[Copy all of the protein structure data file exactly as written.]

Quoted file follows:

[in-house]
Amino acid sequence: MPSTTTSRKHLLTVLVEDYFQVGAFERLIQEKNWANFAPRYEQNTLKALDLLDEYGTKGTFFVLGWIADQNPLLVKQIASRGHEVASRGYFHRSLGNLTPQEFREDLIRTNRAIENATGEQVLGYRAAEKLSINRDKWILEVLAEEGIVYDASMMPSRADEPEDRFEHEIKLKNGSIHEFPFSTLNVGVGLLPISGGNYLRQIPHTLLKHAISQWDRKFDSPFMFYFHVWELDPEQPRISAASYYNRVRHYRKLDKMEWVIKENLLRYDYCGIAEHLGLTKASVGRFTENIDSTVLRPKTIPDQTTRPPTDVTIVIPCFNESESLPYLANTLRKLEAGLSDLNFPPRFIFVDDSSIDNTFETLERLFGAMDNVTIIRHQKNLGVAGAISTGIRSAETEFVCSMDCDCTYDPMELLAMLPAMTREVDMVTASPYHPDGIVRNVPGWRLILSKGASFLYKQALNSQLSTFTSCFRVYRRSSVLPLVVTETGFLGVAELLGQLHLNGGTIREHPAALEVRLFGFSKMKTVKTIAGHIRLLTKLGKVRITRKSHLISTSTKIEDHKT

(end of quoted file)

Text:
[in-house]
Amino acid sequence: MPSTTTSRKHLLTVLVEDYFQVGAFERLIQEKNWANFAPRYEQNTLKALDLLDEYGTKGTFFVLGWIADQNPLLVKQIASRGHEVASRGYFHRSLGNLTPQEFREDLIRTNRAIENATGEQVLGYRAAEKLSINRDKWILEVLAEEGIVYDASMMPSRADEPEDRFEHEIKLKNGSIHEFPFSTLNVGVGLLPISGGNYLRQIPHTLLKHAISQWDRKFDSPFMFYFHVWELDPEQPRISAASYYNRVRHYRKLDKMEWVIKENLLRYDYCGIAEHLGLTKASVGRFTENIDSTVLRPKTIPDQTTRPPTDVTIVIPCFNESESLPYLANTLRKLEAGLSDLNFPPRFIFVDDSSIDNTFETLERLFGAMDNVTIIRHQKNLGVAGAISTGIRSAETEFVCSMDCDCTYDPMELLAMLPAMTREVDMVTASPYHPDGIVRNVPGWRLILSKGASFLYKQALNSQLSTFTSCFRVYRRSSVLPLVVTETGFLGVAELLGQLHLNGGTIREHPAALEVRLFGFSKMKTVKTIAGHIRLLTKLGKVRITRKSHLISTSTKIEDHKT